Are all white people who use the N-word racists?
Do you believe that anyone who opposes the Black Lives Matter movement is a racist?
Is the Confederate flag a symbol of racism?
The legal team defending the trio of white men accused of murdering Ahmaud Arbery, a 25-year-old Black man, last year in south Georgia would like to know how potential jurors answer these questions.
Jury selection began Monday in an effort to choose 12 jurors and four alternates out of 1,000 people in Glynn County called to serve. The county court commandeered a Brunswick, Georgia, recreation center to begin screening potential jurors, shuttling them in batches of 20 to the courthouse.
The process is excruciatingly slow, leading Superior Court Judge Timothy Walmsley to complain about how long he can hold people while defense attorneys and the prosecution pore over the answers to their questions from prospective jurors. Twelve of the first 20 potential jurors were dismissed for cause, while five of the second 20 have so far been dismissed, with more intensive questioning to come.
Arbery’s death at the hands of former police officer Gregory McMichael, his son Travis McMichael, and their neighbor William “Roddie” Bryan amplified protests for racial justice across the country last year when a video emerged of Arbery being shot while jogging. The initial failure of local police and prosecutors to arrest the men now on trial led to criminal charges for the former Glynn County district attorney and a major overhaul of the county police leadership.
It also led to deep, long-lasting media attention on Glynn County and race. Glynn lies on the coast between Jacksonville, Florida, and Savannah, Georgia, a racially mixed community defined by the contrast between its working-class roots and the exclusive wealth of St. Simons Island.
Possible jurors easily confessed to being influenced by the intense media coverage of the case, and several know one or more of the defendants personally. Under close questioning, the depth of the revulsion some in the juror pool have for the three accused white men became clearer. More than one said they could not fairly consider the men’s guilt or innocence and have been cut from the panel.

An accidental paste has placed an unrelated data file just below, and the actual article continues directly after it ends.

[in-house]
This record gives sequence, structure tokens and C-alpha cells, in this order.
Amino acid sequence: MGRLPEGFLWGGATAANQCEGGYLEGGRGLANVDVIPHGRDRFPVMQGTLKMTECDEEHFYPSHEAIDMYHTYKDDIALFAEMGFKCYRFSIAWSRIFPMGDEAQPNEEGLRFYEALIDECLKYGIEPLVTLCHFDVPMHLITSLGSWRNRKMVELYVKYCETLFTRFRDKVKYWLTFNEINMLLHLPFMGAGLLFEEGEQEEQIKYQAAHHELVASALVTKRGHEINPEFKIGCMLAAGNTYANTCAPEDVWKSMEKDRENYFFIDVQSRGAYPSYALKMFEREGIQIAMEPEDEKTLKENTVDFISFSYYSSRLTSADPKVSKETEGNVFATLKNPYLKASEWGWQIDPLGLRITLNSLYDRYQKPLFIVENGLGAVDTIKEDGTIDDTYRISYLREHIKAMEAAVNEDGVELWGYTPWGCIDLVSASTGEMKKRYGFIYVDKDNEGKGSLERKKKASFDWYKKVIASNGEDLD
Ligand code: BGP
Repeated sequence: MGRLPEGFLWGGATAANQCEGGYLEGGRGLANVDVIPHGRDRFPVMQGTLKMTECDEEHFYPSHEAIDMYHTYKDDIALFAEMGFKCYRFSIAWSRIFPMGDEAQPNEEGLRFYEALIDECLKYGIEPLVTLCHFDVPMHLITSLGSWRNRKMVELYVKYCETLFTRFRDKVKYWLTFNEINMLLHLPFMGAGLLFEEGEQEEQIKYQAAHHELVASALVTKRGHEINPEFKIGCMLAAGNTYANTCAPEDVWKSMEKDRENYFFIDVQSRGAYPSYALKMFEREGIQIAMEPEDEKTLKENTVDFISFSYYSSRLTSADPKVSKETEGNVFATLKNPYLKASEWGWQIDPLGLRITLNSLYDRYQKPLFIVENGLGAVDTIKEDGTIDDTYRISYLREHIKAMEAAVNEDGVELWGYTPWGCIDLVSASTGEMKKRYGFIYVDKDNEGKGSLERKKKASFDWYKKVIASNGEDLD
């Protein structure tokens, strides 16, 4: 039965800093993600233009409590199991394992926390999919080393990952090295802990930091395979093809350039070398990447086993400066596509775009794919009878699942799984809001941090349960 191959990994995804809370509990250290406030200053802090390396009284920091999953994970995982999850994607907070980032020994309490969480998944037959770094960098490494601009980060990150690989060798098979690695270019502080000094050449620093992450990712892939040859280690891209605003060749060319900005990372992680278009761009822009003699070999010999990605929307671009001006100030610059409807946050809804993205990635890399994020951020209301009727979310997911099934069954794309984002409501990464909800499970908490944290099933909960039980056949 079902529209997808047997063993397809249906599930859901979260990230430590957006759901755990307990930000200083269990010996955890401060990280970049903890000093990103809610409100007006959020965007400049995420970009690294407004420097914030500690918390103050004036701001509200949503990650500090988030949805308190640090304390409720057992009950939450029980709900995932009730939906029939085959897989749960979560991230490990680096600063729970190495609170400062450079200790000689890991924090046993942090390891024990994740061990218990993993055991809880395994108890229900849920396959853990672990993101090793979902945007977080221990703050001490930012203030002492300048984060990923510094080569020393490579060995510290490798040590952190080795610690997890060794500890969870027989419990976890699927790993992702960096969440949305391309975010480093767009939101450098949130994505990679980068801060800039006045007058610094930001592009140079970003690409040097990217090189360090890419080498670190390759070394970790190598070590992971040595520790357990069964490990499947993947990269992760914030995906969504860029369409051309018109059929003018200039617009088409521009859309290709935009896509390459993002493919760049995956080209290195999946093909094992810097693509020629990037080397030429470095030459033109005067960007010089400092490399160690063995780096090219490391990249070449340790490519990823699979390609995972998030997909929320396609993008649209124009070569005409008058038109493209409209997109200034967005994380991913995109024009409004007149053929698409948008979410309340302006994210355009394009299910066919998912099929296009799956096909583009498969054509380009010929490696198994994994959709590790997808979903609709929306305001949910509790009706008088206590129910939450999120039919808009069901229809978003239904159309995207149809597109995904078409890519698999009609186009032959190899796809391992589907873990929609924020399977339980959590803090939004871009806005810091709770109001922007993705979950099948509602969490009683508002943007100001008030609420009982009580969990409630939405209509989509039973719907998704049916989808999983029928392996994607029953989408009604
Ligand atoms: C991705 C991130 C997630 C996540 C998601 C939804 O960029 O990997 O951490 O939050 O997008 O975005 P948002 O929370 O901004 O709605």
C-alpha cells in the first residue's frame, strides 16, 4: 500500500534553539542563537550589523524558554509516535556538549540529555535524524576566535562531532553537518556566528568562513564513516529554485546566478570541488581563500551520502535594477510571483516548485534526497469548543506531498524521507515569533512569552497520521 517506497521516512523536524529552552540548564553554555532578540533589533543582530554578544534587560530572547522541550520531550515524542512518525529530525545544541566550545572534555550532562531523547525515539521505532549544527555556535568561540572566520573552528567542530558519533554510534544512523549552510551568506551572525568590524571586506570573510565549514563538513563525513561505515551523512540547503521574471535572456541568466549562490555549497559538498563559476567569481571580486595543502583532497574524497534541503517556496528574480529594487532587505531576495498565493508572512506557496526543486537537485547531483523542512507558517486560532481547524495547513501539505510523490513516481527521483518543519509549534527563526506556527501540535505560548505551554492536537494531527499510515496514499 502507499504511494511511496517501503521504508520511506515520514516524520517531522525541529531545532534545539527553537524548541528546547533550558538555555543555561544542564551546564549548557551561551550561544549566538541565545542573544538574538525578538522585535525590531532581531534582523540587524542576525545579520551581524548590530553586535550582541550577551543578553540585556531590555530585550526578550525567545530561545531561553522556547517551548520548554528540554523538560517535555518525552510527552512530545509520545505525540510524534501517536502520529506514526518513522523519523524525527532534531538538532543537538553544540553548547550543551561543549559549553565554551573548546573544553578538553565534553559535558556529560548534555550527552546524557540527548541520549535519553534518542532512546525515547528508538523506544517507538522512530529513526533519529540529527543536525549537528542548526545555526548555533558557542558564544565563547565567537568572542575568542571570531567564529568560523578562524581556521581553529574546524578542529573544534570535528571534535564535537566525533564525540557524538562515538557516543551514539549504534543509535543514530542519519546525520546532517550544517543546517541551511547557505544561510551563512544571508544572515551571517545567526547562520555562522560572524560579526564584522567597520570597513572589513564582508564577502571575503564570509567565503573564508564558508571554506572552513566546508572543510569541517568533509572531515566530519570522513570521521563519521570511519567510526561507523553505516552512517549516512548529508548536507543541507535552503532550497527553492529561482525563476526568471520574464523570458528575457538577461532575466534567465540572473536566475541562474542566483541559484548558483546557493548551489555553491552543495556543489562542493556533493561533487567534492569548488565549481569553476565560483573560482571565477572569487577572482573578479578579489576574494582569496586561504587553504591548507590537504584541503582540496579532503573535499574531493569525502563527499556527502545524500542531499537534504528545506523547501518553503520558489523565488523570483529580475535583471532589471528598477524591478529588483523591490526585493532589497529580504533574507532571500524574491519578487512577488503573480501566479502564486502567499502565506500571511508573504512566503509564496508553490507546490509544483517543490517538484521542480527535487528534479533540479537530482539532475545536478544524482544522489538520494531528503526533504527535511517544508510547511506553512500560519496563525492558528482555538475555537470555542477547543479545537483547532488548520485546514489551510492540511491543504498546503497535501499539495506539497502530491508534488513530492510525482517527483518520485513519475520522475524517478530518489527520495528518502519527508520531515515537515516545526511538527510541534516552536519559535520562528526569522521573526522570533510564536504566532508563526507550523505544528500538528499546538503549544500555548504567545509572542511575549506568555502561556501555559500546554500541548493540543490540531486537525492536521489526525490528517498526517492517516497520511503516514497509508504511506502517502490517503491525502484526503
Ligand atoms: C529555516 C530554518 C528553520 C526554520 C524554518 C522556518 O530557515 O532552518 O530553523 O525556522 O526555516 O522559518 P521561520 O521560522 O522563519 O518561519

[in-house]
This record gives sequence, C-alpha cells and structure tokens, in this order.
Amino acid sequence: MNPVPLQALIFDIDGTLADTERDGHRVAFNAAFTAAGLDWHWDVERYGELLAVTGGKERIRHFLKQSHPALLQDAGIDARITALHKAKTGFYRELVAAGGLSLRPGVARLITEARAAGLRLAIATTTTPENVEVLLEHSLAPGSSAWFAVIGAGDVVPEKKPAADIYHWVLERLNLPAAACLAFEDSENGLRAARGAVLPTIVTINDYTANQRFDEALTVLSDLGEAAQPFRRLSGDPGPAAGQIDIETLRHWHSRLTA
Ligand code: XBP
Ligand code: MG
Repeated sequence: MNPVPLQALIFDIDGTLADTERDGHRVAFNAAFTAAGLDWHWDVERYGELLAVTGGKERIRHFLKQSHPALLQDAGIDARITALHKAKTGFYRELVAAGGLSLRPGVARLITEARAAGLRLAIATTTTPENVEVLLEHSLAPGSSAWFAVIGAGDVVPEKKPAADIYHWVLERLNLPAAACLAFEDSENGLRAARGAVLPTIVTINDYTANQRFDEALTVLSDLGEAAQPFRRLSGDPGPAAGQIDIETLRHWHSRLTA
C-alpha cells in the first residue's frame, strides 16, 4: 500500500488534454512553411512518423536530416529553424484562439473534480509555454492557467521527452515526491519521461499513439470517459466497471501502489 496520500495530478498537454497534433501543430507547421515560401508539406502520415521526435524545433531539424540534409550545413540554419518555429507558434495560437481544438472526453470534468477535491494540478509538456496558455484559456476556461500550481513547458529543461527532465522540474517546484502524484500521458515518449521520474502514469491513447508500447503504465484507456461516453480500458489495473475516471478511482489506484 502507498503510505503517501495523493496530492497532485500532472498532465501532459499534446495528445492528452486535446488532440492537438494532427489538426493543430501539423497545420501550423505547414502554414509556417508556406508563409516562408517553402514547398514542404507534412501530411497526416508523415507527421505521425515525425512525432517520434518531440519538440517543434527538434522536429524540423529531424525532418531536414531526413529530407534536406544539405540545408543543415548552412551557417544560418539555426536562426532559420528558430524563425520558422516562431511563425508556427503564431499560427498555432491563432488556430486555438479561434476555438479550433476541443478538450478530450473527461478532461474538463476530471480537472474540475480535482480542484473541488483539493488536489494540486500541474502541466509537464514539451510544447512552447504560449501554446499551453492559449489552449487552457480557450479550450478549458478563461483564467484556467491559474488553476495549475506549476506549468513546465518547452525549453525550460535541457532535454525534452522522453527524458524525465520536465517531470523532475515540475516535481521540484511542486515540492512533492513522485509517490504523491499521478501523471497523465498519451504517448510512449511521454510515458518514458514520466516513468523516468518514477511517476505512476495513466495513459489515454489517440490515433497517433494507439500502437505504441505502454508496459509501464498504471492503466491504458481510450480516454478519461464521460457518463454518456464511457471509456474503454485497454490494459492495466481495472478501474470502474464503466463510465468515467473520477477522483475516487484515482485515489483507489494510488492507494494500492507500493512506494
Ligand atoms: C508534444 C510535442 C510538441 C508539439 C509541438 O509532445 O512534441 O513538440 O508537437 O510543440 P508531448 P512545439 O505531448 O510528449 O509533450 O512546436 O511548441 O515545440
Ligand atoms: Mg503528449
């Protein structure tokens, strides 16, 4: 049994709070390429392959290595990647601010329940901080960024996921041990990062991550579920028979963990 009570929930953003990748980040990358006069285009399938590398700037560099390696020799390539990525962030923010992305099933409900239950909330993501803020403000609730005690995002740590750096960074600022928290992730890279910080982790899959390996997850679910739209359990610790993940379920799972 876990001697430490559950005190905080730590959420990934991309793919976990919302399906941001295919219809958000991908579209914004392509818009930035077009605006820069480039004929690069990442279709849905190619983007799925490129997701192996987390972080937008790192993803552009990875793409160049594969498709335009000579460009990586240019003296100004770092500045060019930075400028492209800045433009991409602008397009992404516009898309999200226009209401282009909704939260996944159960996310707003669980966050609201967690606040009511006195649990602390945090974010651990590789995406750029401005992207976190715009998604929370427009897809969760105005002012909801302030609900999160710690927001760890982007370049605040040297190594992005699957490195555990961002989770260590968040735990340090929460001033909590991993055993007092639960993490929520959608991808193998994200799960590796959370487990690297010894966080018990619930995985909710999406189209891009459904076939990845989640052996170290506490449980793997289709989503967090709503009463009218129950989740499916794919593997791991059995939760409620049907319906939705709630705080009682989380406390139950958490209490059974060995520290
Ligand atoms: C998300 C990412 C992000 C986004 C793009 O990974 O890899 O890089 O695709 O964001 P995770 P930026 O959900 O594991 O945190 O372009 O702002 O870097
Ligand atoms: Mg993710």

At the core of the jury selection is a fundamental, difficult question: Given the racial Rorschach test that is the Arbery death, how do you find jurors who can lay aside their impressions of the case long enough to come to a fair decision?
The defense’s questions, most of which were thrown out by the judge, were designed to identify jurors who “view this case through a prism of a race-motivated killing,” Gregory McMichael’s defense attorney Franklin J. Hogue said during a break in jury questioning. If a juror has formed a “fixed and definite opinion” — a specific legal term for jury selection purposes — on what the case is about, it can be cause to remove the juror from the pool without using one of the defense’s precious 24 peremptory challenges. That’s happened a few times so far, even among the first tranche of 20 out of the 1,000 potential jurors.
The defense’s questions would have effectively allowed many, if not most, Black potential jurors to be excluded for cause — an anti-racist bias strong enough to prejudice a juror — that may correlate strongly with the race of that juror. That said, antipathy toward the defendants appears to cut across race, in part because of the media reaction to Arbery’s killing that sprouted up when the state initially failed to act.